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Tory Focus On Immigration Has Little Appeal For Voters Moving To Labour

Rishi Sunak risks losing voters concerned about the cost of living by focusing on migration (Alamy)

4 min read

New polling shows how little voters currently undecided or leaning towards Labour care less about immigration compared with the cost of living and the National Health Service.

The survey shows how a focus by the Conservatives in the election campaign on tackling high levels of migration to hold off the rise of Nigel Farage’s Reform party risks failing to win over the huge proportion of the public focused on the economy instead.

Exclusive polling for PoliticsHome by strategy firm Charlesbye shows 48 per cent of people said the cost of living was their top concern heading into the General Election on 4 July, while 24 per cent said the NHS. Immigration, meanwhile, was third at 11 per cent.

Only 22 per cent of respondents said they trust the Tories to make the right decisions to fix the cost of living, compared to 43 per cent who backed Labour as the best-placed party to tackle it.

Prime Minister Rishi Sunak has made tackling both legal and illegal migration a central plank of his campaign to stay in Number 10, and earlier this week vowed to "halve migration" and then reduce it every year afterwards if re-elected.

His party is threatened to the right by Farage, who has been highly critical of the government’s failure to end the small boats crisis in the Channel, with 51 per cent of those cuttingly backing Reform saying it is their top issue, according to the new polling.

Conservative figures fear that a strong Reform performance on 4 July will cost Sunak's party swathes of seats nationwide by splitting the right-wing vote and helping Labour and the Liberal Democrats come through the middle.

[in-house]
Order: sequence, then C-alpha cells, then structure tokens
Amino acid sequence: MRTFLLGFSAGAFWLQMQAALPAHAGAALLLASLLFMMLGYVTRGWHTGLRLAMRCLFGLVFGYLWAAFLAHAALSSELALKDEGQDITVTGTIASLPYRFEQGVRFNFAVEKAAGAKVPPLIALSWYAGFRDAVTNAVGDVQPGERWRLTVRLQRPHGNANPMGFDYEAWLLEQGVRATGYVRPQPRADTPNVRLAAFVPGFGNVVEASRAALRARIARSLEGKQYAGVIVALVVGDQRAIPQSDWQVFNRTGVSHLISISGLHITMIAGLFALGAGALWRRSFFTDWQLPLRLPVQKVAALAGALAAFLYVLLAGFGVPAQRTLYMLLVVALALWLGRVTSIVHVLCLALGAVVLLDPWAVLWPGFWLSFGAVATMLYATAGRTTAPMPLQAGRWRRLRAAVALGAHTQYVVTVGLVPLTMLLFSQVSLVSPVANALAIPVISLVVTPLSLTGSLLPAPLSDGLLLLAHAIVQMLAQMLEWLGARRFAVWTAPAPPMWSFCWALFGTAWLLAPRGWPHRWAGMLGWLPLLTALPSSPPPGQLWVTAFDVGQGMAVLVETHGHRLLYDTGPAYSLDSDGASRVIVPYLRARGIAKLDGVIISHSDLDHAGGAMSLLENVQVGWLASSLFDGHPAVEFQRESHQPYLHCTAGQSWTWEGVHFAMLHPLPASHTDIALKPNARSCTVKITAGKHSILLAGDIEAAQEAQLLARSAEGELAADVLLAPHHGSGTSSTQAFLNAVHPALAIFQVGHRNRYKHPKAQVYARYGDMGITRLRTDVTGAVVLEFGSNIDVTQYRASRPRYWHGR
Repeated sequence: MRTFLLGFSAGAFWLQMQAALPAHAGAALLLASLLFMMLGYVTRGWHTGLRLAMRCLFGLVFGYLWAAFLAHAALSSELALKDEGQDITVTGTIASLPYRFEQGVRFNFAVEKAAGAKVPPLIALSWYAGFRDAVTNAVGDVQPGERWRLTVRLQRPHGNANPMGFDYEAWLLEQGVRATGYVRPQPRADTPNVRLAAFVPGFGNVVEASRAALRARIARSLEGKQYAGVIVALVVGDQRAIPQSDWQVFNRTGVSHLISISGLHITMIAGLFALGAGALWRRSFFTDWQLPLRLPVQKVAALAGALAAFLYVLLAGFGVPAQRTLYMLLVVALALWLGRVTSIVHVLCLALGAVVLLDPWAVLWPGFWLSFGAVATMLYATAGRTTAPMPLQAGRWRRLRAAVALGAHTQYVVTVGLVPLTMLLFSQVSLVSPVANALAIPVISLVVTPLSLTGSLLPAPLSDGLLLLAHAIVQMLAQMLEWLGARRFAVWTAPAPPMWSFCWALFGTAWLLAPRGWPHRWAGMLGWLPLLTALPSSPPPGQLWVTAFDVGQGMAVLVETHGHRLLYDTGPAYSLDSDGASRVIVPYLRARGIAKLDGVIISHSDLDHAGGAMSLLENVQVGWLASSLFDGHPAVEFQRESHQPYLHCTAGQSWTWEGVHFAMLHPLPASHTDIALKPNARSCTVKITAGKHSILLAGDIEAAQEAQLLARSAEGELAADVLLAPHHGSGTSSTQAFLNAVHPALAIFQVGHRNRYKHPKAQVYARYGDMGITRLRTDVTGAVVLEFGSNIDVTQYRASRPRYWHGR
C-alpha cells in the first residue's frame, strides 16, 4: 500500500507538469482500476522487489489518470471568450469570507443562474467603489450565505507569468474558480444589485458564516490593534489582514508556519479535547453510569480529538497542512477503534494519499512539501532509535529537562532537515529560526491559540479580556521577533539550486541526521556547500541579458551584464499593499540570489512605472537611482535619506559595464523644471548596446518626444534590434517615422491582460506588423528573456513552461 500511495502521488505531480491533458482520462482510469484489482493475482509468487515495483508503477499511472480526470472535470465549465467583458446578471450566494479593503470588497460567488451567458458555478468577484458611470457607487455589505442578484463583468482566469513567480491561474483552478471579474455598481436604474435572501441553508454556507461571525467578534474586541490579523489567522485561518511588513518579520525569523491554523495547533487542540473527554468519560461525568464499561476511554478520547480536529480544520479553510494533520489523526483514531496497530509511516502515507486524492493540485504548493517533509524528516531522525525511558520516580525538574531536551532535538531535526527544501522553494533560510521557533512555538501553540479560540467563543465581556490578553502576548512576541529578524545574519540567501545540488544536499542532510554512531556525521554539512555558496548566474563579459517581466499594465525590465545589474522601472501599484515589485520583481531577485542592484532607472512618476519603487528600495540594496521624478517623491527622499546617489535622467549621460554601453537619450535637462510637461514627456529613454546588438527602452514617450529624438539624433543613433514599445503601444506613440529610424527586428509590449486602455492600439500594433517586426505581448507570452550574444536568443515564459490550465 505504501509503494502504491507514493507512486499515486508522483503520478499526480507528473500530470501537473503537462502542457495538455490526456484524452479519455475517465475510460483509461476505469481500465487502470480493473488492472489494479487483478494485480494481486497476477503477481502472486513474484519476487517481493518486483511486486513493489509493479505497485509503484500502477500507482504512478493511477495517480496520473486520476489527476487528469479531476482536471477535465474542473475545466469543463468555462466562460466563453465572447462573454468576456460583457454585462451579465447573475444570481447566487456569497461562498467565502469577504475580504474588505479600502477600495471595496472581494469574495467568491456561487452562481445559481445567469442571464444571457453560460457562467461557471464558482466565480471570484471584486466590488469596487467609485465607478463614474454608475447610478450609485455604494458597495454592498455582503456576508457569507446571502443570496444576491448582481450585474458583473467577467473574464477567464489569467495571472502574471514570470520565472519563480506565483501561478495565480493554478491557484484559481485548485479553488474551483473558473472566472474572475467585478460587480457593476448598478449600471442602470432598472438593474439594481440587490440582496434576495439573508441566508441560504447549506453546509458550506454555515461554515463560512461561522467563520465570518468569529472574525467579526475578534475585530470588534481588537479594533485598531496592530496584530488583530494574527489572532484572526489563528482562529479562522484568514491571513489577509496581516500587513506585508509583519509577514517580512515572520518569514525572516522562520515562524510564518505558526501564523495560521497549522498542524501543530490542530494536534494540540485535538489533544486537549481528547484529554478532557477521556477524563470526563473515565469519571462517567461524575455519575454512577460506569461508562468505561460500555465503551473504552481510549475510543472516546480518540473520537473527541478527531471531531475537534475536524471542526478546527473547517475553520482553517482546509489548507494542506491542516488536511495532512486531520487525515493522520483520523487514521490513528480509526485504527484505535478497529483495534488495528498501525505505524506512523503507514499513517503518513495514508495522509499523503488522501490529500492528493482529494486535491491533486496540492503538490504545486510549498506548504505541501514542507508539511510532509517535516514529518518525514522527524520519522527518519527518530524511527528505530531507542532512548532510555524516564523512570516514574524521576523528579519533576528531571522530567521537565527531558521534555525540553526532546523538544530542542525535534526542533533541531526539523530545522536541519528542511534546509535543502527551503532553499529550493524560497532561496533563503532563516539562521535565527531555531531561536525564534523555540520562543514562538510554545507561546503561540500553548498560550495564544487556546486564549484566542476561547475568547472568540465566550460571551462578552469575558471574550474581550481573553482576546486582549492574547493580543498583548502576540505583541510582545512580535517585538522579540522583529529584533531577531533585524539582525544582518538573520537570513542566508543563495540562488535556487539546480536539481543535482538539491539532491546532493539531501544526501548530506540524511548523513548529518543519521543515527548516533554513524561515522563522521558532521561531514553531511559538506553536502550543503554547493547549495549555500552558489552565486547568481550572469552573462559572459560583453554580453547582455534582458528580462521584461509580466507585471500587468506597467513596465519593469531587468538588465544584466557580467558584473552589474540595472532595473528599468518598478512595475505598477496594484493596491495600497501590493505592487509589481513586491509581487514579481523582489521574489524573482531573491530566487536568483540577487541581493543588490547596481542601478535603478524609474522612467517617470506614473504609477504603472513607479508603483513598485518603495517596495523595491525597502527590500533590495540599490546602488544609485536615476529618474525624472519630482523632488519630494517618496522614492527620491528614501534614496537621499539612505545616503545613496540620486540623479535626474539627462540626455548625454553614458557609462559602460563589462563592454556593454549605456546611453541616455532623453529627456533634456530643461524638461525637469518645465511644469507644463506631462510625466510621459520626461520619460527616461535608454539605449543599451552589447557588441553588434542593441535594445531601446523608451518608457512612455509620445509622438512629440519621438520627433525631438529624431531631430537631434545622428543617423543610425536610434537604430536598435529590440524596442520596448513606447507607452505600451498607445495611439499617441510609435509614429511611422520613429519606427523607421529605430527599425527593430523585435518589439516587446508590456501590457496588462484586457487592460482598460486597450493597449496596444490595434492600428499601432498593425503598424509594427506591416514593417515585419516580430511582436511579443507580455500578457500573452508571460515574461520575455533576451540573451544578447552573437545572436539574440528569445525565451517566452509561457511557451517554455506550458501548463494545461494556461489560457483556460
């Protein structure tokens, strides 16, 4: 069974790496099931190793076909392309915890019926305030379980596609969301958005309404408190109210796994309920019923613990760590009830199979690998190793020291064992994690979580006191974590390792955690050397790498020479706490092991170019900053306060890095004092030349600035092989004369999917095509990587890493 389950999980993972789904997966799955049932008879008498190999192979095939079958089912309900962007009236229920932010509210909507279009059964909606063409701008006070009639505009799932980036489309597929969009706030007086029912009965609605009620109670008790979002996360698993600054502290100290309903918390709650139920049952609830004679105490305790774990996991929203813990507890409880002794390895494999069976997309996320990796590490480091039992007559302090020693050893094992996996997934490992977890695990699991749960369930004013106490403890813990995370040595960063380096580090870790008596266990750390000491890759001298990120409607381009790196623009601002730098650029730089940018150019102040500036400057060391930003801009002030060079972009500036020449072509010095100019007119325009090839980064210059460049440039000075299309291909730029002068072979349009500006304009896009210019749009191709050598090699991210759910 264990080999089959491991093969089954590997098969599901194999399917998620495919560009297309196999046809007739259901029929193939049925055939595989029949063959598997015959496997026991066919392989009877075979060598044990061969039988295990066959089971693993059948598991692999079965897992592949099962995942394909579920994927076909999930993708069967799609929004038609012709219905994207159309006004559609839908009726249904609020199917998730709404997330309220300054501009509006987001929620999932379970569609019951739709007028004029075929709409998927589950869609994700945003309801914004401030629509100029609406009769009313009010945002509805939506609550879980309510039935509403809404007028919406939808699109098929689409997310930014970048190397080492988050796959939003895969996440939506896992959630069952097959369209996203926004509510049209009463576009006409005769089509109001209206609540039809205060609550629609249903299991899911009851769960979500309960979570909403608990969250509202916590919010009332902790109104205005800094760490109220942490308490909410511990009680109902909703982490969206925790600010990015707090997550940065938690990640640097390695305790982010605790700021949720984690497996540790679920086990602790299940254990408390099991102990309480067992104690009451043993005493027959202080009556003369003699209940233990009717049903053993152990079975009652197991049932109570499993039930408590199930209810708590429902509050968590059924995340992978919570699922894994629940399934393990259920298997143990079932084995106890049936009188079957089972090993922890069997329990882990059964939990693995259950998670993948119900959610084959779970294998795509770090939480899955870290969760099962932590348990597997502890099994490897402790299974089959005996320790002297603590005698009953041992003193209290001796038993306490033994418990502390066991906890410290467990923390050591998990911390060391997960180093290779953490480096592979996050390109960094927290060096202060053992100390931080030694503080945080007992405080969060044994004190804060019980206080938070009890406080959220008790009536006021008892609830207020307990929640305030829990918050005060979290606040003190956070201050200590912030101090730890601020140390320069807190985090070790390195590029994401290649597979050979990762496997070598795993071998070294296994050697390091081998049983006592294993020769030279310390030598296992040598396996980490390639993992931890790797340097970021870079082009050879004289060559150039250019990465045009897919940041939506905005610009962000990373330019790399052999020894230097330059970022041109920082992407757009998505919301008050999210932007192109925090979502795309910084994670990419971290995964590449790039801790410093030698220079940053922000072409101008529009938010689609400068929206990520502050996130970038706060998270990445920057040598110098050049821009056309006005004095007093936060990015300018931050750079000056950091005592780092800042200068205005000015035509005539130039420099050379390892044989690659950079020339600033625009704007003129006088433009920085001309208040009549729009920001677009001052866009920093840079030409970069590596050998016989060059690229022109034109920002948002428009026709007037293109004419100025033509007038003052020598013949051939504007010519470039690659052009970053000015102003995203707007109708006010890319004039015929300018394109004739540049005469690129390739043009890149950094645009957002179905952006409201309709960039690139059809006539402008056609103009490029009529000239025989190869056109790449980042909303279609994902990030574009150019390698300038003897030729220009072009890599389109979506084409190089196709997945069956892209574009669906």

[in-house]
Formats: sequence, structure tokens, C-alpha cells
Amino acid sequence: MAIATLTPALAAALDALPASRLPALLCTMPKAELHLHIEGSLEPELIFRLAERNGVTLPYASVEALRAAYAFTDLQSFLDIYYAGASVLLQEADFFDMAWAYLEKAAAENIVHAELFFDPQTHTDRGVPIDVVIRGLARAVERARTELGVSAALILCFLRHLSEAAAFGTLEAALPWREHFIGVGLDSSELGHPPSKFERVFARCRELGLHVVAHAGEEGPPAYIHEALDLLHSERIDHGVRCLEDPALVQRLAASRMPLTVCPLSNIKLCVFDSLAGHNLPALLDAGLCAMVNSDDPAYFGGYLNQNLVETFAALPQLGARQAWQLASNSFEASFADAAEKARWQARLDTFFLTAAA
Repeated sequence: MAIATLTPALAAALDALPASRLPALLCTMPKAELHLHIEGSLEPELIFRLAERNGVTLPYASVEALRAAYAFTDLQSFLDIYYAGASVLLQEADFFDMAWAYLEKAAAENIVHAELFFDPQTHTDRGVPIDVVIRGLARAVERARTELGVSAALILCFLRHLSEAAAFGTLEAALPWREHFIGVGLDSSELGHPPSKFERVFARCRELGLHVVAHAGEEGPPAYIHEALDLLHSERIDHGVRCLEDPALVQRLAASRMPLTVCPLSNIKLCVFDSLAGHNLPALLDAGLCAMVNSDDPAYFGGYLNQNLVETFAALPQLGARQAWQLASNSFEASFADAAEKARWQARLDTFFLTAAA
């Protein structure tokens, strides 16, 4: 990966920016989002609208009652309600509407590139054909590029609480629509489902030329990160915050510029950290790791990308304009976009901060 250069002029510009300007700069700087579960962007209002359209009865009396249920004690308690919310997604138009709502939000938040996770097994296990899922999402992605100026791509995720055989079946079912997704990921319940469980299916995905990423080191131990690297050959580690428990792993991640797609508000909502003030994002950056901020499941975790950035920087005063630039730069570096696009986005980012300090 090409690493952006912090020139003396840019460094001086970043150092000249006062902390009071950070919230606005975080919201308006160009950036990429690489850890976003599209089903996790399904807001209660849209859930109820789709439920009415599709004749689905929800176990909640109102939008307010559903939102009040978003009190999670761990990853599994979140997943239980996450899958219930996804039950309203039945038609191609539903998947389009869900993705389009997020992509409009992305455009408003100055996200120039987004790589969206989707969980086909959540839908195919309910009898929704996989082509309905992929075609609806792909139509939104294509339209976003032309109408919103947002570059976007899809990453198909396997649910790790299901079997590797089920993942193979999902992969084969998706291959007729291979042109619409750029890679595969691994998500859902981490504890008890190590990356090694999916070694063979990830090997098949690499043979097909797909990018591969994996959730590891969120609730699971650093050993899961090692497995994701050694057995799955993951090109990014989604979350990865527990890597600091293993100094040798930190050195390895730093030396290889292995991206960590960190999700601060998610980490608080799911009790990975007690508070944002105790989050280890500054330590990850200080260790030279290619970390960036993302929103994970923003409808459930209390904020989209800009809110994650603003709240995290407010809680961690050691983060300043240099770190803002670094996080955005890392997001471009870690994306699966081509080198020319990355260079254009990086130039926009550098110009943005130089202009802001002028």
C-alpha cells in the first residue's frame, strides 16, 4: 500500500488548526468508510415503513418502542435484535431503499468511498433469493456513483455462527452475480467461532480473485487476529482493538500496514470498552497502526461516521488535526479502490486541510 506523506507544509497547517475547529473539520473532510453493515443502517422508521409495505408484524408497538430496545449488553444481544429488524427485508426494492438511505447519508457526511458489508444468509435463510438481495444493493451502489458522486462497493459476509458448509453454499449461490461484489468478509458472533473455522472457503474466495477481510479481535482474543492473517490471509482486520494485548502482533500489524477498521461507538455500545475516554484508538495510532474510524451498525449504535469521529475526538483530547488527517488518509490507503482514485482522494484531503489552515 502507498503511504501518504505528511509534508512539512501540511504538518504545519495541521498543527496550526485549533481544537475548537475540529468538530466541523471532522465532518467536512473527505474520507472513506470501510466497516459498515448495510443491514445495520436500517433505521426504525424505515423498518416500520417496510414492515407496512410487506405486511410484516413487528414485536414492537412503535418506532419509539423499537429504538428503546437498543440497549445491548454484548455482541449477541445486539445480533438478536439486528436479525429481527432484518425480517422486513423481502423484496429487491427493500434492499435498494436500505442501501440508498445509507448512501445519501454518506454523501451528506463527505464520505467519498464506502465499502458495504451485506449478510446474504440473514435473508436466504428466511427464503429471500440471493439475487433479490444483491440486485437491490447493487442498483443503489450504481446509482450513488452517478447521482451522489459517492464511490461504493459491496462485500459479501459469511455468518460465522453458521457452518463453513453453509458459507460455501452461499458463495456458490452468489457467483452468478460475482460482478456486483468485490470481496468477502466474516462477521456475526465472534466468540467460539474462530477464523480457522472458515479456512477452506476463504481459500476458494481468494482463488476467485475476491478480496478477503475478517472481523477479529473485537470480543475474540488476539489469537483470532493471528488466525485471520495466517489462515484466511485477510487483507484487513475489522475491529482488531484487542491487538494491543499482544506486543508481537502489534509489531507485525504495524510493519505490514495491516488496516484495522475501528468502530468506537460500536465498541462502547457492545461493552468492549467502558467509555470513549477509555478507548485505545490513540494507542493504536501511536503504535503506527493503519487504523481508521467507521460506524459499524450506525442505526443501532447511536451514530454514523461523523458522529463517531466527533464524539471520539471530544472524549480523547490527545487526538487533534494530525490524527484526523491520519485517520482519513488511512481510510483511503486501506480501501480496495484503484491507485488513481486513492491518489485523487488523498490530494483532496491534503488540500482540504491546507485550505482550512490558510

Sunak will face even more pressure to win over people who currently intend to vote for Reform after a YouGov poll published on Thursday night put Farage's party one percentage point ahead of the Tories with three weeks to go until polling day. 

The Conservatives were on 18 per cent, while Reform was on 19 per cent. A result like this would spell electoral disaster for the Tories.

But for the Conservatives to prevent Labour leader Keir Starmer from entering No10 they need to win back millions of voters set to switch to Labour. Among who those were polled, however, just 2 per cent said they thought stopping the boats and immigration was their top concern.

Even among Conservative supporters it is the top issue for 17 per cent of voters, compared with 44 per cent for the cost of living.

Lucia Hodgson, partner at Charlesbye, told PoliticsHome immigration falling way behind cost of living was not a surprise, adding: “But the really interesting thing is the low percentage who chose immigration as their priority — just 11 per cent.

“For Labour voters this was as low as 2 per cent, yet the Conservatives have decided to fight it out for the right wing vote and really push their Rwanda rhetoric. 

“This risks alienating the much larger number of voters currently looking to Labour.”

Nigel Farage appearing on LBC
The threat from Nigel Farage's Reform party has seen the Tories focus further on illegal migration in the election campaign (Alamy)

Hodgson added: “There are undoubtedly many more votes to be won by focusing on the concerns of Labour voters — the top two of which are the cost of living and the NHS. 

“Even if all 51 per cent of respondents intending to vote for Reform on the basis of immigration switched to Conservatives, the Tories would only pick up roughly 5-7 extra points

“Will it be worth it?”

Sunak has also made turning the economy round after his predecessor Liz Truss’ term in Downing Street a key part of his offering to the electorate, but the polling shows only 21 per cent of people think the economy is doing quite or very well, while more than half of respondents (52 per cent) felt it was doing quite or very badly.

The survey shows Brits overwhelmingly think their personal cost of living has become more expensive since the beginning of 2024, with 71 per cent think that the cost of living has got worse since the beginning of the year, compared to just 2 per cent of those who say it has become cheaper.

And the public overwhelmingly thinks the cost of living crisis has worsened since the beginning of 2024, despite Sunak’s claim the country is “turning a corner”.


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